In the method step 18, with the similarity degrees for the corresponding reference fingermark, a sorting of the data bank 3 in accordance with the magnitude of the similarity degree is performed by the processor 2. The reference fingermark with the greatest similarity degree is located at the first place.
In the method step 19, starting with the reference fingermark which has the greatest similarity degree, the identification is performed. It has performed by means of a detail comparison. A predetermined number of details is taken as a presumption for an identification. For example, twelve details of the fingermark and the reference fingermark must coincide, so that one can speak about an identification. Details means local features which are identified by individual papillar lines. Papillar lines are for example the skin grooves on the inner hand surface.
Alternatively it is possible to calculate a correlation coefficient by correlation of the fingermark with the reference fingermark, and compare it with a predetermined threshold value. If the correlation coefficient is located above the threshold value, then an identification is indicated. If it is located below, there is no identification. In method step 20 it is verified whether an identification is provided. If this is the case, in method step 21 by means of the indicator 6 or the loudspeaker 7 it is indicated that the fingermark is identified and in some cases a data set bound with the reference fingermark is brought for identification. This can involve for example a person, such as a name or an image of the person. Alternatively, also the activation of an actuator is also possible, for example for opening a door.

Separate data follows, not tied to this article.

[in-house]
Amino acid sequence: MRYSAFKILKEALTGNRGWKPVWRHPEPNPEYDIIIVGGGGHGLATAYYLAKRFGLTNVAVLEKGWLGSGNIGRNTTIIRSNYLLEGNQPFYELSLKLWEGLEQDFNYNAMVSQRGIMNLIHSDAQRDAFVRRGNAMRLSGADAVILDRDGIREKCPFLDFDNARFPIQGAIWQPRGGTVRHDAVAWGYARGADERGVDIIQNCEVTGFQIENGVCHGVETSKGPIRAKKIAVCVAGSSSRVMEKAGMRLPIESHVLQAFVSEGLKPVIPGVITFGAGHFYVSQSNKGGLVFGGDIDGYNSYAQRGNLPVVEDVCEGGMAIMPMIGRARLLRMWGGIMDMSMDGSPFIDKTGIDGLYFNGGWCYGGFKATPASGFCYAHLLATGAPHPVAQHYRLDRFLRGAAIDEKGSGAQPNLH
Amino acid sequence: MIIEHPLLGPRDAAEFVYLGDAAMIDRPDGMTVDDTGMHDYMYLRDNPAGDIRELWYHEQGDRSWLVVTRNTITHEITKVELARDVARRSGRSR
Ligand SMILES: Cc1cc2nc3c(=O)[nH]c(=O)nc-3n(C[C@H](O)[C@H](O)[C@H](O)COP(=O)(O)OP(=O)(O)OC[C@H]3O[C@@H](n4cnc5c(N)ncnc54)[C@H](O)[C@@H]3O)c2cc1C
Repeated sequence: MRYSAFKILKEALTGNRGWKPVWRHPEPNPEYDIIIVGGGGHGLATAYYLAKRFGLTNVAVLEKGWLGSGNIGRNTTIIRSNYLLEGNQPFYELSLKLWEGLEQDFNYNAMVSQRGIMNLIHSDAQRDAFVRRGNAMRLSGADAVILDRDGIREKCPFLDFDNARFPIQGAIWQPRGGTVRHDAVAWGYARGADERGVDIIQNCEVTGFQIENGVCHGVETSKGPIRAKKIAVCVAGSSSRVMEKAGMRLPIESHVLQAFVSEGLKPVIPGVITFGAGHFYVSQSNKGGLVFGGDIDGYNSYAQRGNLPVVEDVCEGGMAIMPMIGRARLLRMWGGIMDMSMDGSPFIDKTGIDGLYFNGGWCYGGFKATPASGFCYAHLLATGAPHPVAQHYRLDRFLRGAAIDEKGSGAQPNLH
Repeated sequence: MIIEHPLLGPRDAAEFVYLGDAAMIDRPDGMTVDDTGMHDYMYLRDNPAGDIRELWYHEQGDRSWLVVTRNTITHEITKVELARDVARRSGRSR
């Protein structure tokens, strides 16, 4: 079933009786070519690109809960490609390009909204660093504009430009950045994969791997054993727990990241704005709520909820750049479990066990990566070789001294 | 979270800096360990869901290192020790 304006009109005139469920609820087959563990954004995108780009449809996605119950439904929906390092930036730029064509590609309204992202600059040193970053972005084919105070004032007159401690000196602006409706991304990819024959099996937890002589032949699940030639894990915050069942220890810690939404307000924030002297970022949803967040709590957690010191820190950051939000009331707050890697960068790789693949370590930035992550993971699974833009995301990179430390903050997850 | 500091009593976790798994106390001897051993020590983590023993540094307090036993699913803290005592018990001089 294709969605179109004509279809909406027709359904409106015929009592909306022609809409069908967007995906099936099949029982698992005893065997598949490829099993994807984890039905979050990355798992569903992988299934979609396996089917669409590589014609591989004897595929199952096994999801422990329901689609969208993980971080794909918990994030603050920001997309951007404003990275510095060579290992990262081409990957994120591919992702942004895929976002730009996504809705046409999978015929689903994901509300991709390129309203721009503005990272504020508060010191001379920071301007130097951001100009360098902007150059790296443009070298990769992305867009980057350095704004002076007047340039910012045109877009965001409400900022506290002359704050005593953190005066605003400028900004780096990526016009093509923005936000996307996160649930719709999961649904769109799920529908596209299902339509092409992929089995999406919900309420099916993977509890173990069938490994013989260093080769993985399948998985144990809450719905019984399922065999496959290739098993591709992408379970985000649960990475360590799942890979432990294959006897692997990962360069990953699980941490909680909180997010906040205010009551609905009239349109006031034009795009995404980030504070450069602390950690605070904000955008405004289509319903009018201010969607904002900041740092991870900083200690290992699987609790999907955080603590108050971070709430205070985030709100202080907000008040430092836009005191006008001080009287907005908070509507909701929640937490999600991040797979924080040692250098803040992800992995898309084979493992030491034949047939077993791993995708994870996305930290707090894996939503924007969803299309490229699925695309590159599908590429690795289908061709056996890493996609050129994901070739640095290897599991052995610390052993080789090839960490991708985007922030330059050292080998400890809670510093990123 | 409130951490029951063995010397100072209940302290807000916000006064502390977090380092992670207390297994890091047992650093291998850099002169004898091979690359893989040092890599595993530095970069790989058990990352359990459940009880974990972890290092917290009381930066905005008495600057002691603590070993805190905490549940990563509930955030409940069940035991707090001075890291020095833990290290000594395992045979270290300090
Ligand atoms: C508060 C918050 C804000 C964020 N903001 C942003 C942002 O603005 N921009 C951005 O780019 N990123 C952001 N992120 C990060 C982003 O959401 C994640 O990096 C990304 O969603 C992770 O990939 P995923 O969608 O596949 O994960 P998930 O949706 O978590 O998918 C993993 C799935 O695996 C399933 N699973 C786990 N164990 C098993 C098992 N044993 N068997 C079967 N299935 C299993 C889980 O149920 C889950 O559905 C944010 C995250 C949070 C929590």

If in method step 20 it is determined that no identification takes place, then in method step 22 it is evaluated whether the data bank was completely searched. If this is not the case, then in method step 19 the process continues with the next reference fingermark in the data bank. If in method step 22 it is however determined that the data bank is completely searched, then in method step 23 it is indicated that the presented fingermark is not identifiable.
It will be understood that each of the elements described above, or two or more together, may also find a useful application in other types of methods and constructions differing from the types described above.
While the invention has been illustrated and described as embodied in a method of and device for identification of fingermarks, it is not intended to be limited to the details shown, since various modifications and structural changes may be made without departing in any way from the spirit of the present invention.
Without further analysis, the foregoing will so fully reveal the gist of the present invention that others can, by applying current knowledge, readily adapt it for various applications without omitting features that, from the standpoint of prior art, fairly constitute essential characteristics of the generic or specific aspects of this invention.
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|U.S. Classification||382/124, 340/5.83, 902/3, 356/71|
|Sep 13, 2001||AS||Assignment|
Owner name: ROBERT BOSCH GMBH, GERMANY
Free format text: ASSIGNMENT OF ASSIGNORS INTEREST;ASSIGNORS:LICHTERMANN, JAN;KROENINGER, MARIO;REEL/FRAME:012167/0847;SIGNING DATES FROM 20010828 TO 20010830
|Aug 12, 2009||FPAY||Fee payment|
Year of fee payment: 4
|Oct 4, 2013||REMI||Maintenance fee reminder mailed|
|Feb 21, 2014||LAPS||Lapse for failure to pay maintenance fees|
|Apr 15, 2014||FP||Expired due to failure to pay maintenance fee|
Effective date: 20140221